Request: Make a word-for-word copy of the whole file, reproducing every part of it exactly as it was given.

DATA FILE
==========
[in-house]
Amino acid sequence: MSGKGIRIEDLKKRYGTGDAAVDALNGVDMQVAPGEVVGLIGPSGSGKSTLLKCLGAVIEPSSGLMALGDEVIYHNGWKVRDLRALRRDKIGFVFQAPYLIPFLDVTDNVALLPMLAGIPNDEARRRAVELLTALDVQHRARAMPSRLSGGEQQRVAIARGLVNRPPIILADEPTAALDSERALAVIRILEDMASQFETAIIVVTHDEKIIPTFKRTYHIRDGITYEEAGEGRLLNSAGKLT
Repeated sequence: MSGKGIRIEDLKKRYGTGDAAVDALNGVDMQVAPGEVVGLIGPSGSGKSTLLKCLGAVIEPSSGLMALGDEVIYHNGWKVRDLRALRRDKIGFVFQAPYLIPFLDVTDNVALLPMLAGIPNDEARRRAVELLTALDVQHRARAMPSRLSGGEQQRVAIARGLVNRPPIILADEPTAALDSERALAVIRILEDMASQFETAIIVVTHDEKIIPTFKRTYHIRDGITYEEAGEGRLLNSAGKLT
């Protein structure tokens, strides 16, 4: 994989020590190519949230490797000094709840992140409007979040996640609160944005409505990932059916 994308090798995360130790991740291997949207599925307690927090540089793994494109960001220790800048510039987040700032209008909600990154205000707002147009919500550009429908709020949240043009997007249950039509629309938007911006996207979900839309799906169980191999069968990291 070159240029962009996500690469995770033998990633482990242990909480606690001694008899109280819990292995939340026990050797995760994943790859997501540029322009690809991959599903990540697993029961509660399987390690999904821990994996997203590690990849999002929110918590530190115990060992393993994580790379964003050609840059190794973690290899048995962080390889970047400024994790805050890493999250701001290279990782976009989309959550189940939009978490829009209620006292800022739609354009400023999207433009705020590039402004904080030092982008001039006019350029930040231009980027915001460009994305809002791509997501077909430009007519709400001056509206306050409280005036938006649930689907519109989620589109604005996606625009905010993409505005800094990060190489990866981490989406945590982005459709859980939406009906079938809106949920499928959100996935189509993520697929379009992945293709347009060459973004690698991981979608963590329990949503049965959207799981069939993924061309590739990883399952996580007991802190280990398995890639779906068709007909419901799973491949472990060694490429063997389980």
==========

[in-house]
Amino acid sequence: MSGKGIRIEDLKKRYGTGDAAVDALNGVDMQVAPGEVVGLIGPSGSGKSTLLKCLGAVIEPSSGLMALGDEVIYHNGWKVRDLRALRRDKIGFVFQAPYLIPFLDVTDNVALLPMLAGIPNDEARRRAVELLTALDVQHRARAMPSRLSGGEQQRVAIARGLVNRPPIILADEPTAALDSERALAVIRILEDMASQFETAIIVVTHDEKIIPTFKRTYHIRDGITYEEAGEGRLLNSAGKLT
Repeated sequence: MSGKGIRIEDLKKRYGTGDAAVDALNGVDMQVAPGEVVGLIGPSGSGKSTLLKCLGAVIEPSSGLMALGDEVIYHNGWKVRDLRALRRDKIGFVFQAPYLIPFLDVTDNVALLPMLAGIPNDEARRRAVELLTALDVQHRARAMPSRLSGGEQQRVAIARGLVNRPPIILADEPTAALDSERALAVIRILEDMASQFETAIIVVTHDEKIIPTFKRTYHIRDGITYEEAGEGRLLNSAGKLT
């Protein structure tokens, strides 16, 4: 994989020590190519949230490797000094709840992140409007979040996640609160944005409505990932059916 994308090798995360130790991740291997949207599925307690927090540089793994494109960001220790800048510039987040700032209008909600990154205000707002147009919500550009429908709020949240043009997007249950039509629309938007911006996207979900839309799906169980191999069968990291 070159240029962009996500690469995770033998990633482990242990909480606690001694008899109280819990292995939340026990050797995760994943790859997501540029322009690809991959599903990540697993029961509660399987390690999904821990994996997203590690990849999002929110918590530190115990060992393993994580790379964003050609840059190794973690290899048995962080390889970047400024994790805050890493999250701001290279990782976009989309959550189940939009978490829009209620006292800022739609354009400023999207433009705020590039402004904080030092982008001039006019350029930040231009980027915001460009994305809002791509997501077909430009007519709400001056509206306050409280005036938006649930689907519109989620589109604005996606625009905010993409505005800094990060190489990866981490989406945590982005459709859980939406009906079938809106949920499928959100996935189509993520697929379009992945293709347009060459973004690698991981979608963590329990949503049965959207799981069939993924061309590739990883399952996580007991802190280990398995890639779906068709007909419901799973491949472990060694490429063997389980």